February 20, 2017 posted by Christos Zoulas
Today (2017-02-20) NetBSD got our first reproducible build on the debian build farm
. Here's a short description how we got here, what implementation choices we made, and what we had to fix.[Read More
February 08, 2017 posted by Martin Husemann
Keeping a current firefox working is a tough task. All NetBSD architectures are "tier 3" from the Mozilla foundations point of view.
Onodera-san (who does most of the pkgsrc work for mozilla based pkgs - and others) does a great job.
And on "strange" architectures like sparc64 it is even worse...
January 16, 2017 posted by Taylor R Campbell
NetBSD.org DNS is down because our secondary stopped serving our zone and the network of our primary went offline.
[Update, 2017-01-16 20:48 UTC: NetBSD.org is back up now.]
July 07, 2016 posted by Martin Husemann
When I got my Sun T1000 machine, it came with a ~80 GB hard disk - good enough for a NetBSD installation, but a bit challenged when you want to use logical domains. Time to expand disk space, or maybe make it faster? But these 1U server machines do not offer a lot of room for extensions, and it is sometimes tricky to get hold of the official extension options nowadays.
So I had fun with disks and modern replacements again...
May 27, 2016 posted by Martin Husemann
Unable to buy new 50 pin SCSI disks, and not willing to spend huge amounts of money on fast SCSI disks then slowed down by 50pin adapters, I looked for alternative solutions for the root disks of my mac68k and alpha machines.
April 04, 2016 posted by Matthew Sporleder
Watch a video by Christos Zoulas (with good audio!) talking about blacklistd
blacklistd by Christos Zoulas
March 21, 2016 posted by William J. Coldwell
And so it began...
date: 1993-03-21 10:45:37 +0100; author: cgd; state: Exp;
and we continue this legacy.
May 07, 2015 posted by Martin Husemann
My EdgeRouter ERLite-3 just has been delivered. Setup was easy (the NetBSD version of "plug & play"), and I really like this hardware.
Of course first testing showed up first errors - so this will be an interesting experience!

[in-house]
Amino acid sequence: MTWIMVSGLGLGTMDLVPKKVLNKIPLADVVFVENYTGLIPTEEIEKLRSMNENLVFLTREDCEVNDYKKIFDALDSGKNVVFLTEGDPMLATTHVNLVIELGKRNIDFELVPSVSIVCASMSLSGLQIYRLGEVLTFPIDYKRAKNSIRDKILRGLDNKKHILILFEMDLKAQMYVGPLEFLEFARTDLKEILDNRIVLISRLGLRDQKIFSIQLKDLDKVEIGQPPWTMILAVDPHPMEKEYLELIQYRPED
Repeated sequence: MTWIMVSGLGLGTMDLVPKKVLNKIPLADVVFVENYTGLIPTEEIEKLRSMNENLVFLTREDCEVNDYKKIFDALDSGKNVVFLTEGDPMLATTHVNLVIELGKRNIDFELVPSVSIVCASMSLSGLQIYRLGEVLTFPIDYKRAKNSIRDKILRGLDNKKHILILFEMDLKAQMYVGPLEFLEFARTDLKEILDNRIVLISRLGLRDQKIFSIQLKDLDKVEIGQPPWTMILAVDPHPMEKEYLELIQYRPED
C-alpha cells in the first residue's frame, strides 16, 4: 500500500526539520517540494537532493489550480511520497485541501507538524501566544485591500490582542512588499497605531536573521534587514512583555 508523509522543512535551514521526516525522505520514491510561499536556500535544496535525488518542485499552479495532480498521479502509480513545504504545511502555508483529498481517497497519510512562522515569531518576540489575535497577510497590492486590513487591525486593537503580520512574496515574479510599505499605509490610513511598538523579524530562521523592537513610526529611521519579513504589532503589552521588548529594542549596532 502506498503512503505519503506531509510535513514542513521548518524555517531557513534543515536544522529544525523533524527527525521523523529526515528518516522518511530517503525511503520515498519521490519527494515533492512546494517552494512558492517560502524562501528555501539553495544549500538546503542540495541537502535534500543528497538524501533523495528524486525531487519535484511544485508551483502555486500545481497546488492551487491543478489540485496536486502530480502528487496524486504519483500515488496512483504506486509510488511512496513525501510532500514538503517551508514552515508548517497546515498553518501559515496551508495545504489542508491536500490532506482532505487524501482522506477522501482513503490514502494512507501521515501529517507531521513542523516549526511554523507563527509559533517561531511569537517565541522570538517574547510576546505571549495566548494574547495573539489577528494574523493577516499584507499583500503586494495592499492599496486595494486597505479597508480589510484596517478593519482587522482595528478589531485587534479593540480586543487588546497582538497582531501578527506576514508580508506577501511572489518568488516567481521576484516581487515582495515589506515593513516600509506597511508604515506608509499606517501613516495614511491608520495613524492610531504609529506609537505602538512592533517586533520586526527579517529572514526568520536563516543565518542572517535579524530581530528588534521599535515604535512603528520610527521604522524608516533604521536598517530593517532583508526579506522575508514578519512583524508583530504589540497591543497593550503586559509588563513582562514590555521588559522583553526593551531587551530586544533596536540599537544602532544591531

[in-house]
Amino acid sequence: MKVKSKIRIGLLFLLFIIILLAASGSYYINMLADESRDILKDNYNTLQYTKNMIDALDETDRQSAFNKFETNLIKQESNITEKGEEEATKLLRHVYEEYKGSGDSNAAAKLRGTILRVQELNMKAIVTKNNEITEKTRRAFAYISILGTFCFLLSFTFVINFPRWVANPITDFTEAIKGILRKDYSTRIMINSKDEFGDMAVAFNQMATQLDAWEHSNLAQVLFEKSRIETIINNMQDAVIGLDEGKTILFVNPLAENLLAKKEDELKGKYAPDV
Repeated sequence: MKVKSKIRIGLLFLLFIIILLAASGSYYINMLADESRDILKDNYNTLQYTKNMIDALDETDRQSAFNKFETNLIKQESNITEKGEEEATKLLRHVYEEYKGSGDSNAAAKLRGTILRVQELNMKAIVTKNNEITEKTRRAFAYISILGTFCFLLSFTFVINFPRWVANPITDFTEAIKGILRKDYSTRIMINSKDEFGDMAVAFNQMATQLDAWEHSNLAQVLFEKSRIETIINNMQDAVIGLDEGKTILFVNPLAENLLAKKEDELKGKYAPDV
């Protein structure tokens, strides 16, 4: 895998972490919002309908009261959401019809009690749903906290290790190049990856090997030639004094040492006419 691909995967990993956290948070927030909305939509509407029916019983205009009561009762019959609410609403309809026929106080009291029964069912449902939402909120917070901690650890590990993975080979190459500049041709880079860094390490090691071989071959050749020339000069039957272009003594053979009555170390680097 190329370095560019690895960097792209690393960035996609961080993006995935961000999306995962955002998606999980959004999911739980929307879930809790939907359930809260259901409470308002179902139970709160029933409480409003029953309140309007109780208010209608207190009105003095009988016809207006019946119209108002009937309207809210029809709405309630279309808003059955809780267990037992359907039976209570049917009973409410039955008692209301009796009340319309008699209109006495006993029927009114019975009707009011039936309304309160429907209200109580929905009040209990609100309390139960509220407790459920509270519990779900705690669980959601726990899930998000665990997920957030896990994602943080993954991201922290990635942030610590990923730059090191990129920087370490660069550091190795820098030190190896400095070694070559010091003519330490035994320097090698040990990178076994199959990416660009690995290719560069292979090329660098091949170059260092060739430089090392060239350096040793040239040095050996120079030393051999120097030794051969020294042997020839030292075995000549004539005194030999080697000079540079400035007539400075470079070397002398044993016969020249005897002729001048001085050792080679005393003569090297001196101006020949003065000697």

August 08, 2014 posted by Antti Kantee
The most time-consuming part of operating system development is obtaining
enough drivers to enable the OS to run real
applications which interact with the real world. NetBSD's rump kernels allow reducing
that time to almost zero, for example for developing special-purpose operating
systems for the cloud and embedded IoT devices. This article describes
an experiment in creating an OS by using a rump kernel for drivers.
It attempts to avoid going into full detail on the principles
of rump kernels,
which are available for interested readers from
December 17, 2013 posted by Matthew Sporleder
New interview with schmonz
December 17, 2013 posted by Antti Kantee
A cyclic trend in operating systems is moving things in and out of the
kernel for better performance. Currently, the pendulum is swinging
in the direction of userspace being the locus of high performance.
architecture of NetBSD ensures that the same kernel drivers work in a
monolithic kernel, userspace and beyond. One of those driver stacks is
networking. In this article we assume that
the NetBSD networking stack is run outside of the monolithic kernel in
a rump kernel and survey
the open source interface layer options.
September 18, 2013 posted by Antti Kantee
Yesterday I wrote a serious, user-oriented post about running applications directly on the Xen
hypervisor. Today I compensate for the seriousness by writing a
why-so-serious, happy-buddha type kernel hacker post. This post is
about using NetBSD kernel PCI drivers in
rump kernels on Xen, with device access courtesy of Xen PCI passthrough.